Monday, August 12, 2013

Ecuadorian football ranked higher than venezuelan one, but some attention to it was paid only in South America. Obscure country, so the drama was almost entirely local. Three-stage championship: at first the 10-club league played standard 2-leg tournament. The bottom two teams were relegated and replaced by the best two in the second division. The top three qualified for the final stage, carrying extra points to it: 3 the first placed; two – the second, and a single point the third. El Nacional (Quito) finished first by a point. Tecnico Universitario (Ambato) was second and Emelec (Guayaquil) – third. The last two were LDU (Quito) – goal difference determined the fate of three clubs, and LDU had the worst – and at the last place ended Manta, clearly the outsider – they lost 10 of their 18 championship games. The club scored quite a lot of goals, but the defense was too leaky. These two were replaced by UD Valdez (Milagro) and Bonita Banana (Machala) for the second phase, clubs hardly meaning anything today, for they no longer exist.

The second phase was exact coppy of the first, once again the bottom two relegated and top three carrying points to the final stage. Bonita Banana performed well, ending 5th , but UD Valdez were pathetic and settled on the very bottom with measly 9 points from 18 games. The won a single match and lost 10. Above them finished LDU (Portoviejo), quite surprisingly, for only worse goal-difference denied them third place at the opening tournament.

At the top – no surprises: El Nacional was first again, but only because of better goal-difference. Barcelona, a traditional favourite, finished second, one point above two teams with also equal ponts. Goal-difference placed Tecnico Universitario third and Emelec was forth. Thus El Nacional, Tecnico Universitario, Barcelona, and Emelec composed the final group of 4 teams, competing for the title. The second placed in the fnal tournament got the second Ecuadorian spot for the Copa Libertadores.

El Nacional was starting with good advantage – they carried 6 points from the first two stages. TU had 3, Barcelona – 2, and Emelec – 1. Now the finalists had to play 2-leg round robin mini-championship. The competition was fierse and almost every away match was lost by all contestants. El Nacional was a bit better than the rest, finishing with 3 wins, 1 tie, and 2 losses. Barcelona was slightly worse – 2 wins, 1 tie, 3 losses. The other two teams won 3 matches, but lost also 3. The difference was really made by the bonus points, although El Nacional was first even if there were no additional points. Curiously, the second placed TU ended with negative goal-difference. Emelec scored the most goals.

The final table:

1.El Nacional 6 3 1 2 9- 6 13 [6]

2.Técnico Univ. 6 3 0 3 7-11 9 [3]

3.Emelec 6 3 0 3 12-10 7 [1]

4.Barcelona 6 2 1 3 6- 7 7 [2]

New old champions – El Nacional won third consecutive title, something no Ecuadorian club achieved before. All together, it was their 5th title – great success, considering that the club was founded in 1964 in Quito. But it was not just any club – El Nacional belonged to the Ecuadorian Military. Hence, it was not only well administered and financed, but had considerable weight in Ecuadorian football. One thing making the club attractive to fans was the policy of using only Ecuadorian players – not surprising policy for and army club, but endearing to sentimental public. And because of this policy the most popular nickname of El Nacional is 'Puros Criollos' – 'Pure Creoles', which may smack of nationalism, but also makes sense to many. The full name is typically long and nobody uses it, but it describes popular South American aims of making sporting club socially important gathering place: it is 'Club Social, Cultural y Deportivo "El Nacional"'. More than football, yet, football is the most imporatant part of it. As for rivelries – since the club was young and located in a city with few much older clubs, some 'derbies' were more or less artificially made – those with LDU and Deportivo Quito – but one occured instantly: with Espoli. Espoli belonged to the Police and rivelry between Police and Army happens everywhere. Thus, El Clásico de las Fuerzas del Orden (The Armed Services Derby) was quickly born.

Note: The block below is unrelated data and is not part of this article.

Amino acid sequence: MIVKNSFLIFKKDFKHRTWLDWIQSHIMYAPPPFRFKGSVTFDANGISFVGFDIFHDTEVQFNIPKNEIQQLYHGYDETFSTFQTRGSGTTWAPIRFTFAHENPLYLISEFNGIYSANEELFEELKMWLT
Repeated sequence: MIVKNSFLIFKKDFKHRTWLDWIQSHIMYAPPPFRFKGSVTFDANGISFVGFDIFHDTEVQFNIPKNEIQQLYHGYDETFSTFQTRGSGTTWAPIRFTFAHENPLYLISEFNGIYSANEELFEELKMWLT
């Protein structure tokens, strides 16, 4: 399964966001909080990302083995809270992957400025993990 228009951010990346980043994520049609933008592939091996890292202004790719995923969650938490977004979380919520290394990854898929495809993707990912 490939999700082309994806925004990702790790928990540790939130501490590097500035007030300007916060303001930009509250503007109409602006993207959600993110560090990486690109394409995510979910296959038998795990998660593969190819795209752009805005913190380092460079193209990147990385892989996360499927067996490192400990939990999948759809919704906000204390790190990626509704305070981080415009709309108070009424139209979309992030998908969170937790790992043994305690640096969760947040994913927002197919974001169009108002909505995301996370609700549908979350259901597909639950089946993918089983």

Since Ecuadorian players were largely unknown abroad, little can be said for the strength of the squad – obviously, the policy of recruiting only Ecuadorians worked. And to work, obviously El Nacional had enough money and clout to get the best. To contemporary outsider the nickname may sound hypocritical – the abundance of black and Indian players is hardly 'purely Creol', but such suspicion is nonsense in South American context. Wikipedia credits the goalscorer Fabian Paz y Mino as the most important player of the team, but he is not in the picture. No matter what, highly successful club already.

Tecnico Universitario finished second, although a bit shaky in the final stage. Otherwise, seemingly the close pursuer of El Nacional during the year. Strong season – they captured the second spot alloted to Ecuador in Copa Libertadores.

For the club hailing from the city of Ambato it was great success: the club was founded in 1971! They won promotion to First Division in 1977 and finished second in their very first year among the best clubs of the country. It may apparead to be just enthisiastic season, but the club was ambitious and determined to keep its newly acquared position. Credits were given to players unfortunately little known outside Ecuador:

At least one was a foreigner: the Argentine Jorge 'El Polaco' Bustos, recently coaching Tecnico Universitario. If anything, the great dilemma remained unanswered: teams of local players were successful, but so were those employing foreign feet.